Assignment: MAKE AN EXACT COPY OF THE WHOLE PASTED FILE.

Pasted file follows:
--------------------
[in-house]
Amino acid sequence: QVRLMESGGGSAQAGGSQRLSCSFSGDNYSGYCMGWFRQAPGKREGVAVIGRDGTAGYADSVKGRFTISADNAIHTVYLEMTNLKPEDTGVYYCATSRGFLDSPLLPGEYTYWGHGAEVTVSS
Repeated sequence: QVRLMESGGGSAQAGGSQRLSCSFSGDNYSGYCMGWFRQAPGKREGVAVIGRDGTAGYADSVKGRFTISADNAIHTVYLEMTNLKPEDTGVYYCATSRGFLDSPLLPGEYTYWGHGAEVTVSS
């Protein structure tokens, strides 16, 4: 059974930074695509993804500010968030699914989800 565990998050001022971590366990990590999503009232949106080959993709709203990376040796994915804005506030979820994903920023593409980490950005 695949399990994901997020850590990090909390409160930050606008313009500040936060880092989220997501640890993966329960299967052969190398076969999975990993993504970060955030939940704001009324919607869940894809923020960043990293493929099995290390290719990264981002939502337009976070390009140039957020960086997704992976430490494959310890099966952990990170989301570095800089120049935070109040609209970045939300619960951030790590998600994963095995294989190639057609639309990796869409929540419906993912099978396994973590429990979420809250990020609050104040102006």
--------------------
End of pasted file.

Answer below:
[in-house]
Amino acid sequence: QVRLMESGGGSAQAGGSQRLSCSFSGDNYSGYCMGWFRQAPGKREGVAVIGRDGTAGYADSVKGRFTISADNAIHTVYLEMTNLKPEDTGVYYCATSRGFLDSPLLPGEYTYWGHGAEVTVSS
Repeated sequence: QVRLMESGGGSAQAGGSQRLSCSFSGDNYSGYCMGWFRQAPGKREGVAVIGRDGTAGYADSVKGRFTISADNAIHTVYLEMTNLKPEDTGVYYCATSRGFLDSPLLPGEYTYWGHGAEVTVSS
């Protein structure tokens, strides 16, 4: 059974930074695509993804500010968030699914989800 565990998050001022971590366990990590999503009232949106080959993709709203990376040796994915804005506030979820994903920023593409980490950005 695949399990994901997020850590990090909390409160930050606008313009500040936060880092989220997501640890993966329960299967052969190398076969999975990993993504970060955030939940704001009324919607869940894809923020960043990293493929099995290390290719990264981002939502337009976070390009140039957020960086997704992976430490494959310890099966952990990170989301570095800089120049935070109040609209970045939300619960951030790590998600994963095995294989190639057609639309990796869409929540419906993912099978396994973590429990979420809250990020609050104040102006």